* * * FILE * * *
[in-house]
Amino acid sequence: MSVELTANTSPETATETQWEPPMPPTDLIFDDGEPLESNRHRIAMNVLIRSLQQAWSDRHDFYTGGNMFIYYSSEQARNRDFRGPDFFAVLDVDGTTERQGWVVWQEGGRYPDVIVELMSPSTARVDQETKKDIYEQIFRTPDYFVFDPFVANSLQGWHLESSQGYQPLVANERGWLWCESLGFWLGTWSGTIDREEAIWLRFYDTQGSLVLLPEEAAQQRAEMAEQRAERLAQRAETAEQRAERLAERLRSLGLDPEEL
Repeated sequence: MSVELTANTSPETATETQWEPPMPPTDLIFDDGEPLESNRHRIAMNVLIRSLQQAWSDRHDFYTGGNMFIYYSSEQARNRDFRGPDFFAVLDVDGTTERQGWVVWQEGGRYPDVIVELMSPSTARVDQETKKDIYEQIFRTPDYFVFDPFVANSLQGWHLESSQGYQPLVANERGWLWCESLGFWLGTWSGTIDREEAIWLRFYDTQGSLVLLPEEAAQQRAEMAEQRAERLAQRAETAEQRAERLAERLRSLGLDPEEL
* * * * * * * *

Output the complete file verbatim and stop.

[in-house]
Amino acid sequence: MSVELTANTSPETATETQWEPPMPPTDLIFDDGEPLESNRHRIAMNVLIRSLQQAWSDRHDFYTGGNMFIYYSSEQARNRDFRGPDFFAVLDVDGTTERQGWVVWQEGGRYPDVIVELMSPSTARVDQETKKDIYEQIFRTPDYFVFDPFVANSLQGWHLESSQGYQPLVANERGWLWCESLGFWLGTWSGTIDREEAIWLRFYDTQGSLVLLPEEAAQQRAEMAEQRAERLAQRAETAEQRAERLAERLRSLGLDPEEL
Repeated sequence: MSVELTANTSPETATETQWEPPMPPTDLIFDDGEPLESNRHRIAMNVLIRSLQQAWSDRHDFYTGGNMFIYYSSEQARNRDFRGPDFFAVLDVDGTTERQGWVVWQEGGRYPDVIVELMSPSTARVDQETKKDIYEQIFRTPDYFVFDPFVANSLQGWHLESSQGYQPLVANERGWLWCESLGFWLGTWSGTIDREEAIWLRFYDTQGSLVLLPEEAAQQRAEMAEQRAERLAQRAETAEQRAERLAERLRSLGLDPEEL